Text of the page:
Rosh HaNikra is a geologic formation in Israel, located on the coast of the Mediterranean Sea, in the Western Galilee near the border with Lebanon. It is a white chalk cliff face which opens up into spectacular grotto, resulted from an ongoing geological process over thousands of years.
The grottoes are a natural wonder, fascinating in its mystery and breathtakingly beautiful at all hours of the day and throughout the year.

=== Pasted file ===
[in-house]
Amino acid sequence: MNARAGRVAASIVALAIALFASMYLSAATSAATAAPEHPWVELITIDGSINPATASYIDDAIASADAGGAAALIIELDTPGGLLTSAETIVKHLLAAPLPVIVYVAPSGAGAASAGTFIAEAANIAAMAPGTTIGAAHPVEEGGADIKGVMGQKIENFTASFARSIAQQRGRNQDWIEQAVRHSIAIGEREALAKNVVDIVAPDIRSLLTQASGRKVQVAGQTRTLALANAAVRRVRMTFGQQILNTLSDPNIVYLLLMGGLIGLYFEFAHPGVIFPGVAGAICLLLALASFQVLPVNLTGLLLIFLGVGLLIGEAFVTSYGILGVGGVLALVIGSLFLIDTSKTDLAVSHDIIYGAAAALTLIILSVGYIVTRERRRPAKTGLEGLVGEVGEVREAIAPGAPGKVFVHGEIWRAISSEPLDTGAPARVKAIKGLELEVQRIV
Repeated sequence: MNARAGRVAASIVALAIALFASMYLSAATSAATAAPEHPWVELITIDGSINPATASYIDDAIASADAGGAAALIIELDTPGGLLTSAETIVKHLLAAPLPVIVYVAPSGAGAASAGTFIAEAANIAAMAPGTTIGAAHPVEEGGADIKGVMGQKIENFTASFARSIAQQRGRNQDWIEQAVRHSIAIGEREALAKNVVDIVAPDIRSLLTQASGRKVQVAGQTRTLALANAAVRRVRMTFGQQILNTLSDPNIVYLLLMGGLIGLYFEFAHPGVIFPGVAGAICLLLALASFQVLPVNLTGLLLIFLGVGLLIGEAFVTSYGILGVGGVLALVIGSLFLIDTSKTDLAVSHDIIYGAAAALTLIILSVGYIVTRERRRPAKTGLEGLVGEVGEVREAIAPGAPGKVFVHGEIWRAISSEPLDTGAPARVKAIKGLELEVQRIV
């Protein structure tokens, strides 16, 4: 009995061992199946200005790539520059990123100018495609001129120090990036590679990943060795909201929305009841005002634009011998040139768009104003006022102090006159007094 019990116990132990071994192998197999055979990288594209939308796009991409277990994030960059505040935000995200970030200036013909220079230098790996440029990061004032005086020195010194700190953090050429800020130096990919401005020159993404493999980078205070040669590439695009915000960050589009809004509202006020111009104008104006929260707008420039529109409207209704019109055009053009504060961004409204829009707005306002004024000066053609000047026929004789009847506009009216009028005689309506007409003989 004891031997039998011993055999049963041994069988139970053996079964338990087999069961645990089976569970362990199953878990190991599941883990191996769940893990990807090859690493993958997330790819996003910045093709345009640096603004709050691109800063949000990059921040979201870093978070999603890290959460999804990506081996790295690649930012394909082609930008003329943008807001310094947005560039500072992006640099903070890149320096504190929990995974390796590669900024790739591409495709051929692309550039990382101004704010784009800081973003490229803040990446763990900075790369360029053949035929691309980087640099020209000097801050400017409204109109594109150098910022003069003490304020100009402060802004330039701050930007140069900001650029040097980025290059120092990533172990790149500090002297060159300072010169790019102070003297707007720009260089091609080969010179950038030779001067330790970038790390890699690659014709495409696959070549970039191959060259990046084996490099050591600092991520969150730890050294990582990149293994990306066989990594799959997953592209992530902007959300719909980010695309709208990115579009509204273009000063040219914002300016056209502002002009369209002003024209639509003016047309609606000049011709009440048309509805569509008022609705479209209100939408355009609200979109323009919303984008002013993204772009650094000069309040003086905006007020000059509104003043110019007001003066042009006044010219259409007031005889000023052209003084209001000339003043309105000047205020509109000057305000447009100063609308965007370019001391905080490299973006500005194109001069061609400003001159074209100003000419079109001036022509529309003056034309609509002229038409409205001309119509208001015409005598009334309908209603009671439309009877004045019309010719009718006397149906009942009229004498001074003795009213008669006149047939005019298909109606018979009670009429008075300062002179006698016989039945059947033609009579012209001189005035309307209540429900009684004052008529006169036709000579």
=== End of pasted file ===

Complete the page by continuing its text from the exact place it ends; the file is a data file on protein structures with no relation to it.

The length of the walking track at the site of the natural grottoes is around 200 meters. The grottoes are lit up and therefore allow for nighttime visits.
During World War II, the British dug a tunnel for the railway running between Haifa and Beirut to facilitate the movement of supplies from Egypt to the north. When the British withdrew in 1948, Israeli forces took over Rosh Hanikra and the Palmach blew up the railway bridges in the grottoes to prevent the Lebanese army from invading from that direction when the War of Independence began.